The Communist Party of India (CPI) was founded on December 26, 1925, at an all-India conference held at Kanpur, Uttar Pradesh, in late December 1925 and early January 1926. Communists participated in the independence struggle and, as members of the Congress Socialist Party, became a formidable presence on the socialist wing of the Indian National Congress. They were expelled from the Congress Socialist Party in March 1940, after allegations that the communists had disrupted party activities and were intent on coopting party organizations. Indeed, by the time the communists were expelled, they had gained control over the entire Congress Socialist Party units in what were to become the southern states of Kerala, Tamil Nadu, and Andhra Pradesh. Communists remained members of the Indian National Congress although their support of the British war effort after the German invasion of the Soviet Union and their nationalist policy supporting the right of religious minorities to secede from India were diametrically opposed to Congress policies. As a result, the communists became isolated within the Congress. After independence, communists organized a peasant uprising in the Telangana region in the northern part of what was to become Andhra Pradesh. The uprising was suppressed only after the central government sent in the army. Starting in 1951, the CPI shifted to a more moderate strategy of seeking to bring communism to India within the constraints of Indian democracy. In 1957 the CPI was elected to rule the state government of Kerala only to have the government dismissed and President's Rule declared in 1959.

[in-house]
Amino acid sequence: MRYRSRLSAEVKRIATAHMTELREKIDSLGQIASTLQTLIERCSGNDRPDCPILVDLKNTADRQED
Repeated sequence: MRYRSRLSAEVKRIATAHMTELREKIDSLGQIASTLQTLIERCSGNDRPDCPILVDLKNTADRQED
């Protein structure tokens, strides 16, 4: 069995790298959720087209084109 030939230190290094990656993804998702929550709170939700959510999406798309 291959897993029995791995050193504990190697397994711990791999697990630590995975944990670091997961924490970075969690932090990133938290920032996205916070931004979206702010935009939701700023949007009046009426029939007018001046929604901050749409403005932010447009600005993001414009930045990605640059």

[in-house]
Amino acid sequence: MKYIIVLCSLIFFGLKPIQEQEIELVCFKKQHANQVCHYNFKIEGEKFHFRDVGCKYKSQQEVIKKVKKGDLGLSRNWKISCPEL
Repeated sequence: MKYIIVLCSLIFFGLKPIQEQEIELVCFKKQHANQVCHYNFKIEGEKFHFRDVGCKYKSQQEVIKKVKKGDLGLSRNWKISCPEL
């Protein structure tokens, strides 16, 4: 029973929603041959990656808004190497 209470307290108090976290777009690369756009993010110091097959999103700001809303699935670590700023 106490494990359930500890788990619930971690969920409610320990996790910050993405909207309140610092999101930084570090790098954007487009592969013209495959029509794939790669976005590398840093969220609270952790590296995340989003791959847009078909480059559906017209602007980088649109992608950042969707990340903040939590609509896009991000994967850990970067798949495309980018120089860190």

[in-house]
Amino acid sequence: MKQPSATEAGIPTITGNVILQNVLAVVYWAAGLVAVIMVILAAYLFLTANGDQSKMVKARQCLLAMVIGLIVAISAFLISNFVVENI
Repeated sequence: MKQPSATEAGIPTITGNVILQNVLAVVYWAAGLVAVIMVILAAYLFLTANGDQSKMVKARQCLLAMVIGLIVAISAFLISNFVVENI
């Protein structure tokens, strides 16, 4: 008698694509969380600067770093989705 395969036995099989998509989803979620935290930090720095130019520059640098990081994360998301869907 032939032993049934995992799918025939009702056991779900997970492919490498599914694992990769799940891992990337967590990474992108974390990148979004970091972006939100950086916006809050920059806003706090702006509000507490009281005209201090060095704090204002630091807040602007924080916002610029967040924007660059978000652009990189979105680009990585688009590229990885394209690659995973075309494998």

In 1964, in conjunction with the widening rift between China and the Soviet Union, a large leftist faction of the CPI leadership, based predominantly in Kerala and West Bengal, split from the party to form the Communist Party of India (Marxist), or CPI (M). The CPI (M)-led coalition victory in the 1967 West Bengal state elections spurred dissension within the party because a Maoist faction headed a peasant rebellion in the Naxalbari area of the state, just south of Darjiling (Darjeeling). The suppression of the Naxalbari uprising under the direction of the CPI (M)-controlled Home Ministry of the state government led to denunciations by Maoist revolutionary factions across the country. These groups--commonly referred to as Naxalites--sparked new uprisings in the Srikakulam region of Andhra Pradesh, Bihar, and other parts of West Bengal. In 1969 several Naxalite factions joined together to form a new party--the Communist Party of India (Marxist-Leninist)--CPI (M-L). However, pursuit of insurrectionary tactics in the face of harsh repression by the government along with an array of ideological disputes kept Naxalite factions isolated in their local bases.